What is an ‘executor’?

One of the most important tasks involved in writing your will is to appoint executors. These are the people who will manage and distribute your estate after you’ve died, using the instructions you make in your will.

What does an executor do?

Typical responsibilities can include:

  • Collecting and listing all of the assets in the estate – bank accounts, property, possessions etc.
  • Valuing the estate.
  • Applying for a grant of probate.
  • Making sure all debts, bills, taxes (including inheritance tax) and funeral expenses are paid for out of the estate.
  • Sell off assets if needed.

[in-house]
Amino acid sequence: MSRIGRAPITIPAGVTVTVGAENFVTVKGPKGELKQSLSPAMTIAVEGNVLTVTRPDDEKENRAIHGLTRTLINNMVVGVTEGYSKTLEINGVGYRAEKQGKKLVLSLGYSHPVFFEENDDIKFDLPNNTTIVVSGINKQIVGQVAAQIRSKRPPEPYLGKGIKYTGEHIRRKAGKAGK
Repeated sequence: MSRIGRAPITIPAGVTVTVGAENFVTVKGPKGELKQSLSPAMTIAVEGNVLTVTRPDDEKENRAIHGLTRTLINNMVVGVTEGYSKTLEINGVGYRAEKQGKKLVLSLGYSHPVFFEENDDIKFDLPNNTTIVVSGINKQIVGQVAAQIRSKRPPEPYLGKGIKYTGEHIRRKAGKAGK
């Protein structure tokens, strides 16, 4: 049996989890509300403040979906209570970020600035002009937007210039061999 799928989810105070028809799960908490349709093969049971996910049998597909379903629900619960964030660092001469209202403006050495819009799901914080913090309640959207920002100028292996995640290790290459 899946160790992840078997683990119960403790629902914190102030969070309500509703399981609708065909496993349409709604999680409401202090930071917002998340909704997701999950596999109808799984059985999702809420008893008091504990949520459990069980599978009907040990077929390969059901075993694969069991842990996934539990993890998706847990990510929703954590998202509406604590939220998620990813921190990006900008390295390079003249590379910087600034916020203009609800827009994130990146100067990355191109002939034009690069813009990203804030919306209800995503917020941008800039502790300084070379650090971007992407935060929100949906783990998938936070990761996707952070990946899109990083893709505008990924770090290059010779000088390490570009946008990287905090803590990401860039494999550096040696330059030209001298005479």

• Distribute whatever is left, following the wishes made in the will.
  • Keeping a record of what they’ve done in the form of estate accounts.

How many executors?

If you are leaving all or most of your estate to your partner it is common for that person to be the sole executor of the will. Otherwise it is usually a good idea to appoint more than one executor to share the responsibility. You should also consider appointing substitutes in case your chosen executors die before you do or in case one of them can’t act when the time comes.

You can actually appoint as many executors as you want, but only a maximum of four will be able to apply for probate. Two people are usually enough.


Related Articles:

Who can be appointed as an Executor?

How do I appoint an Executor for my will? 


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